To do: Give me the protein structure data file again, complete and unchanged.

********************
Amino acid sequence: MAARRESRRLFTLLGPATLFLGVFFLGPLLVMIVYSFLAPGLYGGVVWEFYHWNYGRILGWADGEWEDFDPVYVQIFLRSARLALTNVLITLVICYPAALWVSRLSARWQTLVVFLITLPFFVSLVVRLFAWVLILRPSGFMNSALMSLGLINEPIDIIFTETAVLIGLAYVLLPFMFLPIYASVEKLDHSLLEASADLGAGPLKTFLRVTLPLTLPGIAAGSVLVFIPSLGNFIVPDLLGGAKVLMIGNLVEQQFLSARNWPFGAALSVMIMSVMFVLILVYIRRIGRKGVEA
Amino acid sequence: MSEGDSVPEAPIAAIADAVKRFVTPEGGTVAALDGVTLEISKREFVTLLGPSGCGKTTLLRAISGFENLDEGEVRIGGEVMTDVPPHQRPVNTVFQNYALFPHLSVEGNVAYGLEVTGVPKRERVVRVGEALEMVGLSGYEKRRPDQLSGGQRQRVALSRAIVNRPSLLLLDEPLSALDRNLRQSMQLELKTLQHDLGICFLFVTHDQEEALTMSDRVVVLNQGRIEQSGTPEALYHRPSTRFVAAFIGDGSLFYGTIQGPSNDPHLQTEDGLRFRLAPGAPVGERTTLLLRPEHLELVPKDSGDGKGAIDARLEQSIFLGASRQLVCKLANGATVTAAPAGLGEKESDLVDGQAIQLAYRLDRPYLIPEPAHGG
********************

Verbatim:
Amino acid sequence: MAARRESRRLFTLLGPATLFLGVFFLGPLLVMIVYSFLAPGLYGGVVWEFYHWNYGRILGWADGEWEDFDPVYVQIFLRSARLALTNVLITLVICYPAALWVSRLSARWQTLVVFLITLPFFVSLVVRLFAWVLILRPSGFMNSALMSLGLINEPIDIIFTETAVLIGLAYVLLPFMFLPIYASVEKLDHSLLEASADLGAGPLKTFLRVTLPLTLPGIAAGSVLVFIPSLGNFIVPDLLGGAKVLMIGNLVEQQFLSARNWPFGAALSVMIMSVMFVLILVYIRRIGRKGVEA
Amino acid sequence: MSEGDSVPEAPIAAIADAVKRFVTPEGGTVAALDGVTLEISKREFVTLLGPSGCGKTTLLRAISGFENLDEGEVRIGGEVMTDVPPHQRPVNTVFQNYALFPHLSVEGNVAYGLEVTGVPKRERVVRVGEALEMVGLSGYEKRRPDQLSGGQRQRVALSRAIVNRPSLLLLDEPLSALDRNLRQSMQLELKTLQHDLGICFLFVTHDQEEALTMSDRVVVLNQGRIEQSGTPEALYHRPSTRFVAAFIGDGSLFYGTIQGPSNDPHLQTEDGLRFRLAPGAPVGERTTLLLRPEHLELVPKDSGDGKGAIDARLEQSIFLGASRQLVCKLANGATVTAAPAGLGEKESDLVDGQAIQLAYRLDRPYLIPEPAHGG